Consolidation and the Transformation of Competition in Health Insurance

James C. Robinson


Health Affairs. 2004;23(6) 

In This Article

Short-Term Prospects

Consolidation of local markets, substantial barriers to new entry, few substitute products, ability to pass on increased provider costs, and a paucity of purchaser pressure are transforming competition in the health insurance industry. Further consolidation, and a further increase in entry barriers, is to be expected, as small local plans continue to sell out to the dominant carriers. The regional investor-owned health plans could be acquisition targets, offering national carriers increased enrollment and further reducing the potential for price competition. UnitedHealthcare's acquisitions of MAMSI and Oxford eliminate the most dynamic local plans in the mid-Atlantic and New York markets, respectively, perhaps foreshadowing acquisition efforts targeted at mid-size plans elsewhere. Investment bankers have developed scenarios and price estimates for the acquisition of the remaining regional plans, including HealthNet, PacifiCare, Coventry, Well-Choice, Humana, and Sierra.[20]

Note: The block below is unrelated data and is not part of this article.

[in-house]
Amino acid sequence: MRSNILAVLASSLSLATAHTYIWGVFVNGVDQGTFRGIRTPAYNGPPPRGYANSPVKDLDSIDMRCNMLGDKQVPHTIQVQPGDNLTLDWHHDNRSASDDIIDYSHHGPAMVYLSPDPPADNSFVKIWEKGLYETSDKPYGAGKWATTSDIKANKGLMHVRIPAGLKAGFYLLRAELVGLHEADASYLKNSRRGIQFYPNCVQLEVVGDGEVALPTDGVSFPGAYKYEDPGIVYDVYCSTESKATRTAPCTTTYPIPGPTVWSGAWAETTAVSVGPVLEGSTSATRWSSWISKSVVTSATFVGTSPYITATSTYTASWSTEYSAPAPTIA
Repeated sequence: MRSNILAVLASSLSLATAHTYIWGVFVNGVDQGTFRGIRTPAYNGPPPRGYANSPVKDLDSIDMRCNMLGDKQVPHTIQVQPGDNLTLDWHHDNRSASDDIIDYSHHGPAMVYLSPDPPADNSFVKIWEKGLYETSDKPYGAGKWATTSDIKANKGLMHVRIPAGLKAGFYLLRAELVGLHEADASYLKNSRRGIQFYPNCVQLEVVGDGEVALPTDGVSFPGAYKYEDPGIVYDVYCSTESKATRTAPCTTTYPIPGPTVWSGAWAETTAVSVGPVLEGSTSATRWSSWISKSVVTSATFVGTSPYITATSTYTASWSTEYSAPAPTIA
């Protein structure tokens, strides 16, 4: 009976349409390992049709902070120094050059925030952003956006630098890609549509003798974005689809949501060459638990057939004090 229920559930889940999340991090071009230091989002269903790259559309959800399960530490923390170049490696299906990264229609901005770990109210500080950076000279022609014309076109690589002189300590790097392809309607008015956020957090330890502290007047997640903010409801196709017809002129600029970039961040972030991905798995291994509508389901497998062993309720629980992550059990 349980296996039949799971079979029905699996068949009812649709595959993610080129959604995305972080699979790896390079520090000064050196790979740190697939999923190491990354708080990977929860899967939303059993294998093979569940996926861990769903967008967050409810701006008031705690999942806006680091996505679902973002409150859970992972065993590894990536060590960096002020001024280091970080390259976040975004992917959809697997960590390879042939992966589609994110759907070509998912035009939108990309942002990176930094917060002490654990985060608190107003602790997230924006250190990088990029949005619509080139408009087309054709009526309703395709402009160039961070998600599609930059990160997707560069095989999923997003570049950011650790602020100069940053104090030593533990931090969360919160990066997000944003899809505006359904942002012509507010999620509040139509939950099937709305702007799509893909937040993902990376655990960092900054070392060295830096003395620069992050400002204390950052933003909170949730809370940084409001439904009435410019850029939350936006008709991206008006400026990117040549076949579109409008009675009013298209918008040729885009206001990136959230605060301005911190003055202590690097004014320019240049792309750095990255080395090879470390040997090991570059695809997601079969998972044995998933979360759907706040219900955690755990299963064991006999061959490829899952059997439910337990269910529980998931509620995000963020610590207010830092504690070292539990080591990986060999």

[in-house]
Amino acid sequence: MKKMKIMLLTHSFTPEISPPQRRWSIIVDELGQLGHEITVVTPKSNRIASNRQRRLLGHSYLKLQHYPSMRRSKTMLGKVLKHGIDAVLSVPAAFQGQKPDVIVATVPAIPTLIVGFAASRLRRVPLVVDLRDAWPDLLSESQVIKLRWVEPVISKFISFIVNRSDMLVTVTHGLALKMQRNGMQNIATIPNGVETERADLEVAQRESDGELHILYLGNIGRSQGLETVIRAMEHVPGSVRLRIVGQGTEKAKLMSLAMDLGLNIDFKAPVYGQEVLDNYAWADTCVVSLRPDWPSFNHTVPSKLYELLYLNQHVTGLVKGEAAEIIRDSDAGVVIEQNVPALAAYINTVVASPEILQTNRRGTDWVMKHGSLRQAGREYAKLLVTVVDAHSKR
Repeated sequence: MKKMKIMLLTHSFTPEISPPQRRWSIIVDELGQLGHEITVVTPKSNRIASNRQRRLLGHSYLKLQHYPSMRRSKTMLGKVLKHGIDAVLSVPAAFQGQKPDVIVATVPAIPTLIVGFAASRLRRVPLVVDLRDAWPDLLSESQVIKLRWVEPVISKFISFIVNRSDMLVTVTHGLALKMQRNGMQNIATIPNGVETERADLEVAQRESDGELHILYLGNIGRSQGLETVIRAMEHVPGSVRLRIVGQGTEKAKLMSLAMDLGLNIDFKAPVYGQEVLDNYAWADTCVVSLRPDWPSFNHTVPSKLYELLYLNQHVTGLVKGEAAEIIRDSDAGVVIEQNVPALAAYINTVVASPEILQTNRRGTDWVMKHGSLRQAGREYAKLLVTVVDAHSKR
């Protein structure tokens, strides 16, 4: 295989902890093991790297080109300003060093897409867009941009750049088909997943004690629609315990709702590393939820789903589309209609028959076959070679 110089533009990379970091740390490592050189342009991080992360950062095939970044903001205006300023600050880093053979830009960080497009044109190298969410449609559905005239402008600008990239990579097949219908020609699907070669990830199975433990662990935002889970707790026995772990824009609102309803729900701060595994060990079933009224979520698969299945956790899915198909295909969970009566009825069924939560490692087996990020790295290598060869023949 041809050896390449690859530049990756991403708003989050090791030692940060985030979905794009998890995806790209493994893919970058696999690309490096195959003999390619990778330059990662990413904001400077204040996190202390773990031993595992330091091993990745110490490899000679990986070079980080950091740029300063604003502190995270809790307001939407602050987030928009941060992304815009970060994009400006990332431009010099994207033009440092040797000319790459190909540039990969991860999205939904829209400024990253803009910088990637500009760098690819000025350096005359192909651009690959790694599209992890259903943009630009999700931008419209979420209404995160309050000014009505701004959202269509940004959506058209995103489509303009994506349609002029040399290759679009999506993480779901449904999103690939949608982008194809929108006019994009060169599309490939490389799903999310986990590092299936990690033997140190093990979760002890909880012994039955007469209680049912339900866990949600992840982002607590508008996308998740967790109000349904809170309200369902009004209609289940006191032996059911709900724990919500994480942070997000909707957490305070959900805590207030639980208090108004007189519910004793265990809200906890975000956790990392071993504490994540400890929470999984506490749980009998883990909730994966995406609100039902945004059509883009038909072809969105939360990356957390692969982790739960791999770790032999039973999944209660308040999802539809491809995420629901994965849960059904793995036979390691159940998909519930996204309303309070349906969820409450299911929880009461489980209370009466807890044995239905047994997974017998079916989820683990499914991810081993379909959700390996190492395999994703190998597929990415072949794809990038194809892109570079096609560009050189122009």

Unrealistic enrollment growth targets among the for-profit firms and regulatory pressures on the nonprofit plans are driving premium moderation in the short term. The investor-owned firms announced aggregate commercial enrollment targets for 2004 of 1.8 million, exceeding realistic possibilities. The commercial health insurance industry shrank by one million covered individuals in 2002 and regained only 300,000 in 2003, as the economy edged out of recession. There are fewer and fewer local health plans from which the major carriers can seize enrollment. Some observers believe that the investor-owned firms will feel forced to sustain enrollment growth even at the cost of lower premiums and profit growth, while others foresee continued pricing discipline and strong profit margins.[21]

The other potential source of premium moderation lies with the nonprofit BCBS plans, which have accumulated capital reserves far in excess of statutory requirements. In 2003 the nonprofit Blues expanded their excess capital reserves by more than 50 percent.[22] To the extent that regulators are successful in jawboning Blue Cross to lower premiums, however, the consolidation of enrollment and market share will only accelerate. The cycle of consolidation, "excess reserves," jawboning, premium moderation, and increased Blue Cross market share has already been witnessed in states as diverse as Tennessee, Pennsylvania, and Rhode Island.[23]